EDNY Believes Stand-Alone Websites Are Not ADA Subject


In April I job about the eleventh circuit emblem Winn-Dixie decision — finding that the websites themselves are not subject to the Americans with Disabilities Act (“ADA”). The move deepened the Circuit division on whether stand-alone websites, not connected to physical stores, are subject to ADA. Most of the District Courts of the Second Circuit have come to the opposite conclusion to that of the Eleventh Circuit, finding that the ADA Is apply to stand-alone websites. However, a recent ruling from the Eastern District of New York suggests a possible radical change.

In Winegard v. Newsday, LLC, a deaf complainant alleged that Newsday violated the ADA by not including closed captioning on videos posted on its website. Newsday raised two main defenses: (1) the plaintiff lacked standing because the videos in issue were also available on YouTube with captions; and (2) Newsday’s stand-alone website – with no physical retail operation accessible to the public – is not subject to ADA. Although the court rejected Newsday’s standing defense, it agreed with Newsday that stand-alone websites – not tied to a physical business – are not “public hosting places” subject to the ADA.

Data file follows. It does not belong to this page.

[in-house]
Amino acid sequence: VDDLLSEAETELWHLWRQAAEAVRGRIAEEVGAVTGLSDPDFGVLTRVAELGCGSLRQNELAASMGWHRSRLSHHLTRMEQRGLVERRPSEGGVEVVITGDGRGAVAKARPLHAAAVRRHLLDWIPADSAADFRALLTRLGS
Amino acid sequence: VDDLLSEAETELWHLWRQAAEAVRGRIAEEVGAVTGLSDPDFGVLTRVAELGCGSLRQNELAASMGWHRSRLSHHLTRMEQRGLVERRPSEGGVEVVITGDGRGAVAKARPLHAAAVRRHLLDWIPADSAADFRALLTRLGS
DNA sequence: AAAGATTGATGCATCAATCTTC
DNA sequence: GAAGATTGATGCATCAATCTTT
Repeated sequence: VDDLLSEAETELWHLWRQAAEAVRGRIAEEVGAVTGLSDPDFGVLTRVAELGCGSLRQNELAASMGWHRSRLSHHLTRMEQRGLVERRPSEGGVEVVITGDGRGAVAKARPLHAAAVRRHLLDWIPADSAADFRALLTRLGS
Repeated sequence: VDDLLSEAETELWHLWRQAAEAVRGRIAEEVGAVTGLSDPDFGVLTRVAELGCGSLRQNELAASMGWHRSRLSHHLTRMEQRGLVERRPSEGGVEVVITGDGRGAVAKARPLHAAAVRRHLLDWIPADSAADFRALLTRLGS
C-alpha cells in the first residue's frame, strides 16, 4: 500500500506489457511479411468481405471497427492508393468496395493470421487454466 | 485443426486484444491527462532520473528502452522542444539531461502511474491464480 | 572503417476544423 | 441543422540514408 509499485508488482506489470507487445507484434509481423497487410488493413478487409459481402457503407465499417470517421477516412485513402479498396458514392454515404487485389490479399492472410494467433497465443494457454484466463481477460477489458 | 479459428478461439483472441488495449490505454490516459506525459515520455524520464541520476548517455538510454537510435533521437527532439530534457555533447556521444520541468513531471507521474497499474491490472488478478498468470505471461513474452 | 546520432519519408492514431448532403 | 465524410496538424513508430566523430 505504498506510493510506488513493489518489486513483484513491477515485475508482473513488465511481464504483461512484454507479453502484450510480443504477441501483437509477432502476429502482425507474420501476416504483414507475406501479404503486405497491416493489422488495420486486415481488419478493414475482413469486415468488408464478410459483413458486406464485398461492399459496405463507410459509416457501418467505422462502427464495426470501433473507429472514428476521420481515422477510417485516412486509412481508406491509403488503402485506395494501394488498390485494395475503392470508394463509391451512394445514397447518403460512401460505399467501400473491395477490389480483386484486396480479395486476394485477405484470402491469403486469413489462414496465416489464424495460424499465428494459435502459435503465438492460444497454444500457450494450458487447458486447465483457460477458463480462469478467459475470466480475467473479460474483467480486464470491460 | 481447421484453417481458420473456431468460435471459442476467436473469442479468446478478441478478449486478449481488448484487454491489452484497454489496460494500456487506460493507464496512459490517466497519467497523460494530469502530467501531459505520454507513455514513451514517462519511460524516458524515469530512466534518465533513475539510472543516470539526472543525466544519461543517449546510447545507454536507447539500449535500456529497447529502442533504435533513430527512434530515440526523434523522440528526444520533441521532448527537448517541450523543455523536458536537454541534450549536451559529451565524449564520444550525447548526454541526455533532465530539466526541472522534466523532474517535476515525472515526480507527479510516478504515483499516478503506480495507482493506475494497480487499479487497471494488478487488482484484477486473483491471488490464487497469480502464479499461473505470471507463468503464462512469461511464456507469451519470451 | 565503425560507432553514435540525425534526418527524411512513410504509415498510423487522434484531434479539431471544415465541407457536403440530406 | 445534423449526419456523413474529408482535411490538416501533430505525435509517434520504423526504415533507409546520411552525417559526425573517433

Some key points to remember:

  • The ruling is not binding on Second Circuit courts, so it remains to be seen whether New York federal courts will become a less attractive venue for website accessibility lawsuits. Either way, plaintiffs can still choose to file a lawsuit in state court or other circuit, so it is unlikely to limit the total number of lawsuits filed for website accessibility. .
  • Accessibility lawsuits have largely focused on barriers to accessibility for people who are blind or visually impaired. However, barriers to website accessibility also affect people with varying degrees of hearing, cognitive, physical and speech disabilities.
  • In Vineyard, the court did not accept the argument that the plaintiff was not injured because an accessible version of the video was available elsewhere (for example, on Youtube). Notably, however, the court did not consider whether embedding a YouTube video with the captioning feature enabled (rather than posting the video on the site itself) would violate the ADA.

“The issue decided here is of course one of tremendous importance to the deaf and hard of hearing community, as well as to almost any business that would develop or maintain a website. Ultimately, this is an issue for Congress to resolve. , and Congress did so in 1990 when it limited the application of the ADA to the operation of physical premises. “2021 WL 3617522, at * 9.

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